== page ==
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PowerPoint Ch 4 - Chapter 4 MUTUAL FUNDS AND OTHER MANAGED...

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Unformatted text preview: Chapter 4 MUTUAL FUNDS AND OTHER MANAGED INVESTMENTS Chapter 4 Questions What is a mutual fund? How is the net asset value (NAV) computed? What expenses and changes might a mutual fund investor face? What does research on mutual fund performance reveal about fund expenses, portfolio turnover, and returns? Chapter 4 Questions What is a good procedure for determining which mutual funds to purchase? When might it be appropriate to sell shares in a mutual fund? What are the similarities and differences between mutual funds and other managed investments? Mutual Fund Growth Mutual funds have become very popular investment vehicles. Nearly $7.5 trillion in total assets in 2004. Total assets have grown 600% since 1990. What is a mutual fund? Mutual funds are open-end investment companies. The fund sells shares to the public and invests the proceeds in a pool of funds, which are jointly owned by the fund's investors. Computing Net Asset Value For investors, the performance of their investment depends on what happens to the fund's per share value, or net asset value (NAV). NAV= Market Value of Assets Liabilities Number of Shares Outstanding Mutual Fund Management Most funds are started by investment management companies who hire the fund manager to make investment decisions. Fidelity, Vanguard, etc. Usually offer many different funds and allow investors to switch between funds. Funds (open-end) sell additional shares to those who want to invest, redeem shares at the NAV (less any fees) to those who want to sell their shares. Why invest with mutual funds? Liquidity Funds buy and sell their own shares quickly, even if fund investments are illiquid Diversification Small minimum investment buys a typically welldiversified investment Professional management and recordkeeping Expertise and services Why invest with mutual funds? Choice and flexibility Families of funds offer a variety of investments to match investor needs Indexing Some funds track a broad market index which insures that investors will earn the "market return" Increasingly popular mutual fund alternative Mutual Fund Drawbacks Active trading contributes to high costs which lower fund returns (Turnover) Tax consequences can be a disadvantage Tax impacts of asset trading are passed through to investors Tax bill can be large even when the NAV falls Mutual Fund Returns Three sources of return: Income distributions (ID) Bond interest, stock dividends Capital gain distributions (CGD) Realized gains/losses from selling assets Changes in NAV ( NAV) From unrealized gains/losses from assets Mutual Fund Returns Return = (ID + CGD + NAV)/Beg.NAV By dividing the sum of the three components of dollar returns by the beginning NAV, we have the mutual fund's holding period return. Most mutual funds allow investors to either receive distributions in cash or to reinvest in additional shares. Types of Mutual Funds Funds can be classified according to the type of security in which they invest Stock Funds Taxable Bond Funds Municipal Bond Funds Stock and Bond Funds Money Market Funds Common Stock Funds Most popular type of fund Wide variety with different objectives and levels of risk Growth Industry or sector funds Geographic areas International or Global Equity Index funds Taxable Bond Funds Generally seek to generate current income with limited risk Can vary by maturity Short-term, Intermediate-term, Long-term Can vary by type of bond Government Corporate Mortgage-backed International/Global Bond Index funds Municipal Bond Funds Provide investors with income exempt from Federal taxation Often concentrate on single states to avoid state income taxation as well Stock and Bond Funds Seek to provide a combination of income and value appreciation. Different names Balanced funds Blended funds Flexible funds Money Market Funds Provide safe, current income with high liquidity Invest in money market securities T-bills, Bank CD's, Commercial paper, etc. NAV stays at $1; income either paid out or reinvested daily Provide an alternative to bank deposits, but not FDIC insured Mutual Fund Innovations Life-stage funds Offer different mixes of securities based on the age of the investor Supermarket funds Offer a wide variety of funds with "onestop" fund shopping Transfer services between funds Expenses/fees can be high Mutual Fund Prospectus Must be available to investors and should be review by investors. Contains: Fund's investment objective Investment strategy Principal risks faced by investors Recent investment performance Expenses and fees Lots of other detailed information Mutual Fund Expenses and Considerations Loads Commission to the broker to financial advisor who sold the fund to the investor For load funds, the offer price is the fund's NAV less the load (while no-load funds are sold at their NAV) Load range from around 3% (low-load) to 8.5% 12b-1 Fees Fees deducted from the asset value of the fund to cover marketing expenses An alternative to loads Mutual Fund Expenses and Considerations Deferred Sales Loads Redemption charges when fund shares are sold (rather than when purchased) Often high (5-7%) if shares are sold within the first year, but then fall over time, perhaps even disappearing eventually Share Classes Many funds offer several different classes of shares (A-B-C) with different fee structures Best choice usually depends of investment horizon Mutual Fund Expenses and Considerations Management Fees Fees deducted from the fund's asset value to compensate the fund managers Some adjust fees according to the fund's performance Expense ratio Adding all fees and calculating expenses as a percentage of the fund's asset Mutual Fund Expenses and Considerations Portfolio Turnover Not an explicit cost, but very important determinant of shareholder returns Trading costs rise with turnover In order for high turnover to pay off, fund managers must be successful in their active trading strategies Sources of Information Wall Street Journal, Business Week Morningstar Fund history, tax efficiency, risk analysis Mutual Fund Return and Risk Performance Return Performance On a risk-adjusted basis, portfolio managers seem to out-perform the market before expenses, but net returns are below the market index Some above-average performers over short time horizons, but such performance is not generally sustained (just luck?) These results help to explain the growing popularity of index funds Mutual Fund Return and Risk Performance Risk Performance While returns are not consistent, risk is Objectives lead to strategies that lead to varying degrees of investment risks Return is positively related to the level of risk Risk is therefore an important consideration Style Consistency Style-shifting funds earn less on average Mutual Fund Return and Risk Performance Fees and expenses: Do higher fees pay off? Investment performance is no better (and perhaps worse) for load funds vs. no-load Expenses lower returns in predictable ways lower expense funds give better returns Turnover affects returns in several ways, including taxes high turnover means more short-term realized gains Tax efficiency is an important consideration after-tax returns tend to be less for high turnover funds Mutual Fund Investment Strategies Choose in funds consistent with your objectives, constraints, and tax situation. Consider index funds for a large portion of your fund portfolio. When possible, invest in no-load funds with below-average expense and turnover ratios. Invest at least 10-20% in international or global funds. Own funds in different asset classes and consider life-cycle investing. Mutual Fund Investment Strategies If you actively manage your portfolio, consider the past year's "hot funds." Do not attempt to time the market; timing strategies add little except costs and risk. Use dollar cost averaging by investing a set dollar amount each month. Avoid investing money shortly before the capital gain distribution dates (prospectus). Do not own too many funds. You will get average returns with high expenses. When should you sell a mutual fund? Personal considerations Portfolio rebalancing points due to life cycle considerations Be aware of the quick trigger, selling on the first dip in NAV; think long-term Be aware of capital gains with selling fund shares Fund considerations Change in portfolio manager Change in investment style Fund is growing "too large" or "too fast" Persistent bad performance Mutual Fund Scandals Market timing, late trading, miscalculating load fees, soft dollar commissions Benefit fund managers, hurt long-term shareholders Rule changes to combat abuses initiated by the SEC Other Managed Investments Closed-end investment companies Shares trade like stock rather than being bought and sold from the fund Number of shares are fixed Often sell at a discount from NAV (a puzzle for modern finance) Often a means of investing in a pool of assets from a foreign country Other Managed Investments Exchange-traded funds (EFTs) Relatively new, yet very popular Like closed-end funds, they trade like individual stocks Passively managed to mirror a market index, both broad and narrow Low expenses, but do involve brokerage commissions Tax and liquidity concerns Other Managed Investments Variable Annuities Many offered by insurance companies Offers investors with choices of investments with tax-deferred growth Insurance product: payment in the case of death or else retirement income stream Expenses for both fund management and to pay for insurance, so fees tend to be much higher than with mutual funds Income stream taxed as regular income ...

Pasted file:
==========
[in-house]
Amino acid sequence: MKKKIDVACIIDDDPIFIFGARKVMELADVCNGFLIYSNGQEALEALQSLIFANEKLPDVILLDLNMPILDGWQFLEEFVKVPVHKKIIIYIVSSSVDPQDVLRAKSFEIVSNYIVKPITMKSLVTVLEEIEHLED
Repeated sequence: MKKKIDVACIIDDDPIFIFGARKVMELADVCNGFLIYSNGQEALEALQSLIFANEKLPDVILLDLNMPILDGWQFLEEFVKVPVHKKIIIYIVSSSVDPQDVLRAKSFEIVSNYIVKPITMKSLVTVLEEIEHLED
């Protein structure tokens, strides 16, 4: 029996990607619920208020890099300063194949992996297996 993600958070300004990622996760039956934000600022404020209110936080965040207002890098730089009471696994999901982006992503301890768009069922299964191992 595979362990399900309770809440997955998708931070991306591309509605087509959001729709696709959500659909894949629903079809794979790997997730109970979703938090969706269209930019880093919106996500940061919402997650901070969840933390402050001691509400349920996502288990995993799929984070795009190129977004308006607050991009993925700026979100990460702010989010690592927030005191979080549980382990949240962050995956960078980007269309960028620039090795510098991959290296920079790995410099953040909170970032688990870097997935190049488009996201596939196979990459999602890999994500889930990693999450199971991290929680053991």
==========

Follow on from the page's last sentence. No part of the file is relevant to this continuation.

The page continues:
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This note was uploaded on 08/17/2008 for the course FRL 330 taught by Professor Muhtaseb during the Summer '08 term at Cal Poly Pomona.